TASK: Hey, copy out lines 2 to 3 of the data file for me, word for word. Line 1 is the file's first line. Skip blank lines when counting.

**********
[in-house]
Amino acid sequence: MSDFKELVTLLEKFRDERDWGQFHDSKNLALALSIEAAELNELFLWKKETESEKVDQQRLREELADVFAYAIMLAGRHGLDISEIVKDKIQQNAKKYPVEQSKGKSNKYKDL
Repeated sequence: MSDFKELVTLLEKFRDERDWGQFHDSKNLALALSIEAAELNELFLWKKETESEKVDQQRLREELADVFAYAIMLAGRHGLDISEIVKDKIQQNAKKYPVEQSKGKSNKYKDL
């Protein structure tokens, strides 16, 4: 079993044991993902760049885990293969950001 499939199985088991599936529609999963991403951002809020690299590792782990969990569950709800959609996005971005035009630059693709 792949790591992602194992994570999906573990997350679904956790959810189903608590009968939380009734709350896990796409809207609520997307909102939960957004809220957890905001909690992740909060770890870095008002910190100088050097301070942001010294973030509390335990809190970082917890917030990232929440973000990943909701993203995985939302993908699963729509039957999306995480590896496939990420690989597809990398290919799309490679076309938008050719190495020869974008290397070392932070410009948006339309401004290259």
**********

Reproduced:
Amino acid sequence: MSDFKELVTLLEKFRDERDWGQFHDSKNLALALSIEAAELNELFLWKKETESEKVDQQRLREELADVFAYAIMLAGRHGLDISEIVKDKIQQNAKKYPVEQSKGKSNKYKDL
Repeated sequence: MSDFKELVTLLEKFRDERDWGQFHDSKNLALALSIEAAELNELFLWKKETESEKVDQQRLREELADVFAYAIMLAGRHGLDISEIVKDKIQQNAKKYPVEQSKGKSNKYKDL